By Jordan Wilson
New US government data suggest a non-medical cause of America’s childhood obesity crisis: denial.
According to the Centres for Disease Control and Prevention, 48 per cent of obese boys and 36 per cent of obese girls think their weight is “about right”. Among kids and teens who were merely overweight, 81% of boys and 71% of girls also judged their weight to be “about right”.
The figures are based on interviews with American children who were between the ages of 8 and 15 from 2005 through 2012. As part of the CDC’s ongoing National Health and Nutritonal Examination Survey, they had their height and weight measured and they answered questions from interviews. Among them: “Do you consider yourself now to be fat or overweight, too thin or about the right weight?”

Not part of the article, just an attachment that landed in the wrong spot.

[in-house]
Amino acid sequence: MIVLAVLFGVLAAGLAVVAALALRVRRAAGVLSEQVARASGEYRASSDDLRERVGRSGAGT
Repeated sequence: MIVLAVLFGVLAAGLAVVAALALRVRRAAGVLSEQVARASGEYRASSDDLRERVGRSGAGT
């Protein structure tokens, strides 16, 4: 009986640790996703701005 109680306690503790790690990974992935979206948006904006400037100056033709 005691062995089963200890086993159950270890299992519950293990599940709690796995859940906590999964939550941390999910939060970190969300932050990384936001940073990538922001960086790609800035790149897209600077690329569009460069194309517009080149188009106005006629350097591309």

Overall, 30.2% of the kids gave an answer that wasn’t in line with their actual body mass index. That corresponds to about 9.1 million American kids who have the wrong idea about their weight status.
Roughly 20% of these kids had a healthy weight but mistakenly thought they were either too thin or too fat. But the overwhelming majority were low-balling their weight.
Researchers documented a similar problem in adults back in 2010, though they called it “body size misperception” in a study published in the Annals of Internal Medicine.
Parents can also be wrong about the weight status of their kids. A 2012 study in the Archives of Pediatrics & Adolescent Medicine reported that about two-thirds of low-income mothers incorrectly believed their toddlers were too small.
Last month, researchers from the University of California, San Diego, and Brown University reported that 31 per cent of parents whose children were being treated in a hospital obesity clinic thought their kids’ health was “excellent” or “very good”. That study was published in the Journal of the Academy of Nutrition and Dietetics.
Original news article was posted on The Age: World.